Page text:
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Cephalonia Island

Terrafirma Case Study of Cephalonia, Greece: An Earthquake Preparation Zone


The area of the central Ionian Sea in Greece, including the islands of Cephalonia and Zakynthos (Fig. 1), is tectonically active. Large earthquakes (M>7) and associated intense co- and post-seismic ground motion have taken place in the past. It is the area of Europe which has the highest seismic energy release, with the most recent large earthquake centred near Lefkas island, to the north of Cephalonia, on a major fault which continues southwards just to the west of Cephalonia. That earthquake, in August 2003, had a magnitude of 6.5 with an aftershock sequence stretching over 80km along the northern section of this fault. A detailed study using Persistent Scatterer Interferometry (PSI) covering the islands, has contributed to a greatly improved understanding of the tectonic behaviour and regime of the broader area, helping to identify a possible pre-earthquake deformation process. This case study focuses on Cephalonia Island, and confirms a dramatic change in tectonic behaviour during 2005.

 Figure 1.  Study area: Cephalonia-Ithaca and Zakynthos islands of Greece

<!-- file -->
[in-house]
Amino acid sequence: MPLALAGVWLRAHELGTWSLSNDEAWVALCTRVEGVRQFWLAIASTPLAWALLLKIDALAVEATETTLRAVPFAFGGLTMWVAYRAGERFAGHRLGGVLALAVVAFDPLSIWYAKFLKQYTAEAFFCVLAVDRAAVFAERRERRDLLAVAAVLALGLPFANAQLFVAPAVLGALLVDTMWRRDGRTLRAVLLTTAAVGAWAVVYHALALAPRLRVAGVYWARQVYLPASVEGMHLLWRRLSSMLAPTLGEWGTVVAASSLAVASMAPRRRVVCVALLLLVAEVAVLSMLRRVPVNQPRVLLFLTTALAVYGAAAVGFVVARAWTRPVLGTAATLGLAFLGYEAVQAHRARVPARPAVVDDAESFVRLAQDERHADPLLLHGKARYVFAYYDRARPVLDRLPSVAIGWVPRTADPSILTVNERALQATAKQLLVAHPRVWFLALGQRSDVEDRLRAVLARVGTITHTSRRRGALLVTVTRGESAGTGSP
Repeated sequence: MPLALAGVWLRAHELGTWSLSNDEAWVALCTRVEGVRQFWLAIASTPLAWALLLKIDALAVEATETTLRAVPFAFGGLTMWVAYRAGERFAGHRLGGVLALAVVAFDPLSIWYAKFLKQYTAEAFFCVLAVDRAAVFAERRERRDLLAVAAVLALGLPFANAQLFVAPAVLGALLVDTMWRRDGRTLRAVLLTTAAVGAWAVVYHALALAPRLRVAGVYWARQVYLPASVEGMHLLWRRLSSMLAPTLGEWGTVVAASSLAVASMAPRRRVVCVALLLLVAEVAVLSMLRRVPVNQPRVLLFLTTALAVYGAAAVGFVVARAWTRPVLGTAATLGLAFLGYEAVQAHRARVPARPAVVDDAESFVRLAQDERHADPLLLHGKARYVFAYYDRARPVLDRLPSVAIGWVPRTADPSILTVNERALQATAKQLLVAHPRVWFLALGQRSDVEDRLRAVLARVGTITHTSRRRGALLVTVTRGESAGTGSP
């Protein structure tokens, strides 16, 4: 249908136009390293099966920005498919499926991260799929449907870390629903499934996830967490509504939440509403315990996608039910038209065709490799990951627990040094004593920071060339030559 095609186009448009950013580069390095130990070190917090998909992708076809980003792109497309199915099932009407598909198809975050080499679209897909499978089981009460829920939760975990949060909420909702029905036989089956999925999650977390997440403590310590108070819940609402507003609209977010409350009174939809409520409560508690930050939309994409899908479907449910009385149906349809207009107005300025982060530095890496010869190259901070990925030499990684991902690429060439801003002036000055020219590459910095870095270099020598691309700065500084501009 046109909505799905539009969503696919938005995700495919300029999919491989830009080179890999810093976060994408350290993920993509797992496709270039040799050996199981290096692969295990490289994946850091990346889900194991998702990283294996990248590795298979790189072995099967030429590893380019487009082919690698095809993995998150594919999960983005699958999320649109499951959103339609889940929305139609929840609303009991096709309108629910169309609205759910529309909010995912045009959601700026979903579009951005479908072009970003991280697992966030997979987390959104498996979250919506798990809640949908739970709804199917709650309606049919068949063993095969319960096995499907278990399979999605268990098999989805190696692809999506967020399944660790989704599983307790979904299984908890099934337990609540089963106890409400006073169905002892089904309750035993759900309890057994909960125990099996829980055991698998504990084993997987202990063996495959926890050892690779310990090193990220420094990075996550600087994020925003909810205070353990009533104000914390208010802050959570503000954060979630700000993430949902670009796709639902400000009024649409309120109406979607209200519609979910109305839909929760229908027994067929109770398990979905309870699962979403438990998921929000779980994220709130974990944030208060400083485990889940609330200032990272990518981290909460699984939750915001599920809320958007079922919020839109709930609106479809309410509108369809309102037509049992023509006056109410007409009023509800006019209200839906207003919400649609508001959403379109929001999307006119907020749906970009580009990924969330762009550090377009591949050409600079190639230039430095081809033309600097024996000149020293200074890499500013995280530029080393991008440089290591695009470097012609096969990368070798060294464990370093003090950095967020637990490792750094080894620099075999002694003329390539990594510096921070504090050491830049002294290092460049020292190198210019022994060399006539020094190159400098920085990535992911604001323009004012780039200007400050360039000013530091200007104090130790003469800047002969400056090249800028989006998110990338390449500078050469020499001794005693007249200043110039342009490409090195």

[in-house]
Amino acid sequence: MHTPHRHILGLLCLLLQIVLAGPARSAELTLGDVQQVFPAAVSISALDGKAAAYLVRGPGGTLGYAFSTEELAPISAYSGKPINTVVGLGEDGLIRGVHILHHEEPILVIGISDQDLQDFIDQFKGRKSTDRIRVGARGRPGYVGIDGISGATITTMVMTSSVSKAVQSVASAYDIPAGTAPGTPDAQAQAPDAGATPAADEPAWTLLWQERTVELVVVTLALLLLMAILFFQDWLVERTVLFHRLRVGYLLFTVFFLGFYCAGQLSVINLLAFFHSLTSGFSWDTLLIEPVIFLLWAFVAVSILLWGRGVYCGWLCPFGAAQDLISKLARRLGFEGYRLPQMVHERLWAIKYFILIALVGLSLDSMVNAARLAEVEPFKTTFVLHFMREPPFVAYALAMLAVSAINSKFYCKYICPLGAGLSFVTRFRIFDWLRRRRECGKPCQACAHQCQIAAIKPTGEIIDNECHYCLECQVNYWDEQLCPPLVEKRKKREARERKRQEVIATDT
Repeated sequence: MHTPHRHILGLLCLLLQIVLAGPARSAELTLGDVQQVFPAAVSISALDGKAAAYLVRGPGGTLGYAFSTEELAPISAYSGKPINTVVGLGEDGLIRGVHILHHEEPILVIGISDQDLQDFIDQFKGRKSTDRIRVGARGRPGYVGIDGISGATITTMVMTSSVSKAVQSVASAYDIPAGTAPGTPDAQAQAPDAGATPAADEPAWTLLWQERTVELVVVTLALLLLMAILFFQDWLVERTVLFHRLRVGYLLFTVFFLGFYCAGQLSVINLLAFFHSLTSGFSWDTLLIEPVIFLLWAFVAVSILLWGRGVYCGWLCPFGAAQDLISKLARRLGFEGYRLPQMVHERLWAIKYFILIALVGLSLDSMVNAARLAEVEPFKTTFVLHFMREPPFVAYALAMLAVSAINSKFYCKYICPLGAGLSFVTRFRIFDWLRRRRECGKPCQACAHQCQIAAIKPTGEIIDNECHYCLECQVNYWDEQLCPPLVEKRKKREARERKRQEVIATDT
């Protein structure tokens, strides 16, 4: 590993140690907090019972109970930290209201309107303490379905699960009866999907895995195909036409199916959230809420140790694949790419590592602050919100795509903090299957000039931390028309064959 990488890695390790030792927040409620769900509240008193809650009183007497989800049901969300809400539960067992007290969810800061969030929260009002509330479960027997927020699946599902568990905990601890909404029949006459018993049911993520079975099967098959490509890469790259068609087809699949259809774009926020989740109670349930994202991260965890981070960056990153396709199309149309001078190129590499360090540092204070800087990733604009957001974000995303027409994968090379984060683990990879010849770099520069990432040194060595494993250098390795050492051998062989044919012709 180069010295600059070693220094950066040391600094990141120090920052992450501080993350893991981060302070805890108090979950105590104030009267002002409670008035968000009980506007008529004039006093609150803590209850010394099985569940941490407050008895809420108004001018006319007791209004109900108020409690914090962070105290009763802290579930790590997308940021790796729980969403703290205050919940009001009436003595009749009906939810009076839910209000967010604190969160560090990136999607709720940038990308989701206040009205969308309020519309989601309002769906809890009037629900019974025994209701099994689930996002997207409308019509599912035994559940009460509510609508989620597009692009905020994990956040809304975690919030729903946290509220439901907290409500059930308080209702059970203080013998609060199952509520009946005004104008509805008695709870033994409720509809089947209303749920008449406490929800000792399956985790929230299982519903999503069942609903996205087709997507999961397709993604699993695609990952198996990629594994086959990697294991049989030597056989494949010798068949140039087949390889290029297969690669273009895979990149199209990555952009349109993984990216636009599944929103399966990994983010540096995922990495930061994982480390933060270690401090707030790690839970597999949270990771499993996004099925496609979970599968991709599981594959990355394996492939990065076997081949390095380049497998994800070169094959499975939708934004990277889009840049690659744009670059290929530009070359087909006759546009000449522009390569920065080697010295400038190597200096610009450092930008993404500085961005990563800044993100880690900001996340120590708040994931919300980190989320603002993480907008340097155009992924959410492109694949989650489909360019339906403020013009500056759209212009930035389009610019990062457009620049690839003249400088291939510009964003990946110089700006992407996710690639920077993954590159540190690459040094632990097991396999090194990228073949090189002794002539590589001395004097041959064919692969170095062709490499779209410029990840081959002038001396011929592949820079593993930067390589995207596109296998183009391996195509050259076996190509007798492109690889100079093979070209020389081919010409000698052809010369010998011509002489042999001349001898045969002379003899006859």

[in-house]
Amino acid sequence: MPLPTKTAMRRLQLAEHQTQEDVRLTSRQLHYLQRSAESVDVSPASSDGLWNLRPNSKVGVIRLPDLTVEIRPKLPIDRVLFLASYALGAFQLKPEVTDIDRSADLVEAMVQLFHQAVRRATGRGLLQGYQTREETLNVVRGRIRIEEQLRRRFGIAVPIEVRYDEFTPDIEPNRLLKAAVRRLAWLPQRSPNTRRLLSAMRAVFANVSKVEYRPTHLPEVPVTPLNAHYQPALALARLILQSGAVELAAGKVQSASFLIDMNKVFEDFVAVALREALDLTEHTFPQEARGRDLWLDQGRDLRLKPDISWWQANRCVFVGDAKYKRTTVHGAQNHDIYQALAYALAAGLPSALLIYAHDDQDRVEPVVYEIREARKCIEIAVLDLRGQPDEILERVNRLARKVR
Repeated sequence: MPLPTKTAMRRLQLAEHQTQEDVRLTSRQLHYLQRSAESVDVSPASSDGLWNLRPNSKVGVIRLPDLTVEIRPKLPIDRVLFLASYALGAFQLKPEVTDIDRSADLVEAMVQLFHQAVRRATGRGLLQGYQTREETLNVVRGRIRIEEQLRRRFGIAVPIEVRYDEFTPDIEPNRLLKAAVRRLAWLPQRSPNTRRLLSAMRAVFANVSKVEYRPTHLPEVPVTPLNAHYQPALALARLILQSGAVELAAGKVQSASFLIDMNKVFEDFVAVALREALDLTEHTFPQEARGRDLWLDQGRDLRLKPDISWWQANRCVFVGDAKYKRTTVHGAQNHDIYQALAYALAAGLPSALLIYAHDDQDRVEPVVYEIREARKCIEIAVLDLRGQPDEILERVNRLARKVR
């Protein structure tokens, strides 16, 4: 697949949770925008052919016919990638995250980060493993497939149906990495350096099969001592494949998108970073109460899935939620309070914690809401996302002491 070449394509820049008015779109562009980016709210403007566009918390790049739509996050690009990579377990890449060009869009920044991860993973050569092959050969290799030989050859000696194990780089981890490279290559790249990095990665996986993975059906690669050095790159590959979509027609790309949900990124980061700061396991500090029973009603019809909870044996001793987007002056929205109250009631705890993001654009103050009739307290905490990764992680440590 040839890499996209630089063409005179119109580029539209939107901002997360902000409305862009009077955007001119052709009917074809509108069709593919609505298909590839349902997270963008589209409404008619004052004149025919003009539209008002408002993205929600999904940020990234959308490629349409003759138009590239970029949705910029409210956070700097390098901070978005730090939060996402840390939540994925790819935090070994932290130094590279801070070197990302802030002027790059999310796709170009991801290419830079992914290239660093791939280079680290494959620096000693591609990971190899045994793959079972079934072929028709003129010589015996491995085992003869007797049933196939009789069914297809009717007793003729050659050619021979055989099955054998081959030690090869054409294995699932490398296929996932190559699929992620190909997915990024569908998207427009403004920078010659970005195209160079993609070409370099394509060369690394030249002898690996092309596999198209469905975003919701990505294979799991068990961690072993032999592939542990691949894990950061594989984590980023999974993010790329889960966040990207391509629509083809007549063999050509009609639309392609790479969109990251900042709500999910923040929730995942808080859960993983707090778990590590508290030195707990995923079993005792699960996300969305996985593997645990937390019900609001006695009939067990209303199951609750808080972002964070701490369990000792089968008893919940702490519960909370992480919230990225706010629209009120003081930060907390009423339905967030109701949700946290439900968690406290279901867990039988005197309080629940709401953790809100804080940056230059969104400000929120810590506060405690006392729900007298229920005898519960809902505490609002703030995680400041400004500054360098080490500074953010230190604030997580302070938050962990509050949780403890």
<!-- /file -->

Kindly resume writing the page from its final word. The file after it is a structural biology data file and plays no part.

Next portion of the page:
Measuring Deformation using PSI

Technically, the PSI products for Cephalonia were based on 39 descending images from the European Space Agency’s ERS satellite covering the period 1992-2000, and 21 ENVISAT images for the period 2003-2008. More than 860,000 persistent scatterers in descending geometry and 945,000 in ascending geometry were identified, within an areal extent of about 1400 km2. Each of these points acts, effectively, like a GPS station (principally for vertical movements) giving an accuracy of better than 1mm/year. Together, they provide a high density network mapping millimetric movements across the island over many years. The ERS PSI products revealed a linear velocity history up to the year 2000 with a data gap until 2003 when ENVISAT was launched. Then, strong deviation from linearity was observed in the ENVISAT PSI product of Cephalonia-Ithaca, signalling a change in the regional tectonic regime of the area from 2005.

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Validation of  PSI Results

PSI products were compared, validated and integrated with geological and tectonic data, together with Differential GPS (DGPS) measurements from local networks established on the islands since 2001. The GPS results showed the same motions and, importantly, changes of motions that were revealed by the PSI study although GPS had a lower density of coverage. This agreement from independent approaches provides the principal validation with geological and seismological data giving further corroboration.